Spatiotemporal Variability of Micronekton at Two Central North Pacific Fronts
Results of a study showed a significant positive effect of the Subtropical Front on micronekton biomass.
The North Pacific Subtropical Frontal Zone (STFZ) seasonally brings together economically important fish and protected species. The combination of top predators is thought to be a response to convergent flow at the prominent thermohaline Subtropical Front (STF) in the STFZ and a sharp northward increase in primary productivity, the Transition Zone Chlorophyll Front (TZCF), which is thought to link primary productivity to top predators via secondary and tertiary consumers.
Given existing data gaps in our knowledge on forage biomass, distribution, and composition in the area, characteristics of micronekton, forage for top predators, were investigated using in situ multi-frequency active acoustics from three springtime shipboard surveys conducted along the 158°W meridional. The effects of STF and TZCF on micronekton was accessed using in situ CTD profiles.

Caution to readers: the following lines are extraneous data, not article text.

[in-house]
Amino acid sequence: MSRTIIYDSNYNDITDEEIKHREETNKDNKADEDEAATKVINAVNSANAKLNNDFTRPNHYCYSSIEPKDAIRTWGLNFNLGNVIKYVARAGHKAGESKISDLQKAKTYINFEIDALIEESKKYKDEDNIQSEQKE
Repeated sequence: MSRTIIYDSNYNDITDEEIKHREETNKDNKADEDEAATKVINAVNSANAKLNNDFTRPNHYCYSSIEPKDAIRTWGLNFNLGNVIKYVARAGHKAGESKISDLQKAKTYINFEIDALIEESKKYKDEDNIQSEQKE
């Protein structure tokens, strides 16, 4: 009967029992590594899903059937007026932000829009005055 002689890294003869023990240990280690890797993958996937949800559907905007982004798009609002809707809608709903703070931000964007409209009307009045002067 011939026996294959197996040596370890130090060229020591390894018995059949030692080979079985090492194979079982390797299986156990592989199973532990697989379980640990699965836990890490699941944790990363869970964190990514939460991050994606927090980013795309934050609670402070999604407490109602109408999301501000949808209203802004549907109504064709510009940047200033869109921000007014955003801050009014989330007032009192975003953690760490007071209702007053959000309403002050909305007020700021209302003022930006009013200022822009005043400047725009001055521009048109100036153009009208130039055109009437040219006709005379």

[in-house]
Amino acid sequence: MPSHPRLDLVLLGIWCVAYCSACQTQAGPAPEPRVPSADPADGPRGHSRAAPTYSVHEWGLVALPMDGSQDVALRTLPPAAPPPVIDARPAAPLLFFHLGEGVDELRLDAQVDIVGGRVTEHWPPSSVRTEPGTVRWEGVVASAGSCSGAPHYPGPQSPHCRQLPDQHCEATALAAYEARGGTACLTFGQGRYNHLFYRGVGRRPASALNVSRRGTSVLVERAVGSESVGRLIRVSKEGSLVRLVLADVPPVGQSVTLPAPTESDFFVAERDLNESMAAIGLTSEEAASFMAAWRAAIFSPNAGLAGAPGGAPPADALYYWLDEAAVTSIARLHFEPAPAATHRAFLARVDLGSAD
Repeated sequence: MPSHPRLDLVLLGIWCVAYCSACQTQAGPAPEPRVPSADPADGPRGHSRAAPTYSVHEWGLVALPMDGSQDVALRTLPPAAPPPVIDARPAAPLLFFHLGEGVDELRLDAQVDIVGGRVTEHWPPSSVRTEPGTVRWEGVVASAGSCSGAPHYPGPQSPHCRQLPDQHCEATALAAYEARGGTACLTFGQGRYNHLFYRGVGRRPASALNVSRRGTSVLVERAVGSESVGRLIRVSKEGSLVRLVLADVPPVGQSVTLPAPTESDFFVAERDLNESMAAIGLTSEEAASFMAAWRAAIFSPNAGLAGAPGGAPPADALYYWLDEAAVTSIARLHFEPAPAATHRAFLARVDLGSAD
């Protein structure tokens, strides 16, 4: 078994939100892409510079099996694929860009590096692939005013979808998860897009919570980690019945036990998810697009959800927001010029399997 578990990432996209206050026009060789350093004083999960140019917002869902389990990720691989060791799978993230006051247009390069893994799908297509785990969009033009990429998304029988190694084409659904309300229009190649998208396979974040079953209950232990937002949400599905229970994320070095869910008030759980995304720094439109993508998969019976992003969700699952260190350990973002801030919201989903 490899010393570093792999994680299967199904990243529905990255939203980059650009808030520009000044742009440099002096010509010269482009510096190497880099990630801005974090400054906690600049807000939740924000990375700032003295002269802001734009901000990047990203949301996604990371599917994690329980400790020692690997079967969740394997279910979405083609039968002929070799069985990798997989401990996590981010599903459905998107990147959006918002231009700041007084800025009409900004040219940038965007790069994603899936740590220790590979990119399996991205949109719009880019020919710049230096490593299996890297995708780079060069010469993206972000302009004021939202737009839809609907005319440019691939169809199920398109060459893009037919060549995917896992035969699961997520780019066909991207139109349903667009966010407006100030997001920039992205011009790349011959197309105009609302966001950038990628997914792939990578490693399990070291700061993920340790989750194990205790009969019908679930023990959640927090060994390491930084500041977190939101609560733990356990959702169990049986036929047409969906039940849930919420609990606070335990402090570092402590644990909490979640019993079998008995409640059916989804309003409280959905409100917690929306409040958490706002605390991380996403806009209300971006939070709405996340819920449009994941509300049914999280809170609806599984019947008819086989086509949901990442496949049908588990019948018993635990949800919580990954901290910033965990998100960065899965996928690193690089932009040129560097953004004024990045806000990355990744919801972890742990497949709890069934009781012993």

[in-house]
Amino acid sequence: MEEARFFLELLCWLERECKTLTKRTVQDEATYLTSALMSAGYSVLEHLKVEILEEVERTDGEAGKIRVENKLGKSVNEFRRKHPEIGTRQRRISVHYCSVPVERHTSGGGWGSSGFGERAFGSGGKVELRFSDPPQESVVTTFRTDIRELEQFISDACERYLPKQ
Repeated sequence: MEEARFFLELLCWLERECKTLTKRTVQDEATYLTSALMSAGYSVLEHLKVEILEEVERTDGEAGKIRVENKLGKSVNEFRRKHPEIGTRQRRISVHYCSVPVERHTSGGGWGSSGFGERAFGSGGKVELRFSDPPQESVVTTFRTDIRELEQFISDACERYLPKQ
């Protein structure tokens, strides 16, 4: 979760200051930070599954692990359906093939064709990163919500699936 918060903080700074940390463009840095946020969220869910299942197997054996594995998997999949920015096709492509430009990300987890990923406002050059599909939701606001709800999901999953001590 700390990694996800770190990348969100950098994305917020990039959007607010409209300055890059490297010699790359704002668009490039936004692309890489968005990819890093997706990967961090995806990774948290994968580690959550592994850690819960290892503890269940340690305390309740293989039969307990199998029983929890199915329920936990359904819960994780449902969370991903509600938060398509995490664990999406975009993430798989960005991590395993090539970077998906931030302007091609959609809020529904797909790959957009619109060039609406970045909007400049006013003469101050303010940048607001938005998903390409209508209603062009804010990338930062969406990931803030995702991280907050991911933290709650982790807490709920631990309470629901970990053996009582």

Results of this study showed a significant positive effect of the STF on micronekton biomass. The acoustic data implied that the STF also acted as a boundary for the distribution of micronekton with differing taxonomic composition from south to its north. The TZCF, as well as Chl-a concentrations, did not show a significant effect on micronekton relative biomass or composition that might be due to effects of larger-scale variability masked in the in situ data. Contrary to expectation, significantly higher relative micronekton biomass was associated with higher temperatures, the mechanisms of which still need to be determined.
Domokos R. 2023. Spatiotemporal variability of micronekton at two central North Pacific Fronts. Deep Sea Research Part I: Oceanographic Research Papers,104076. https://doi.org/10.1016/j.dsr.2023.104076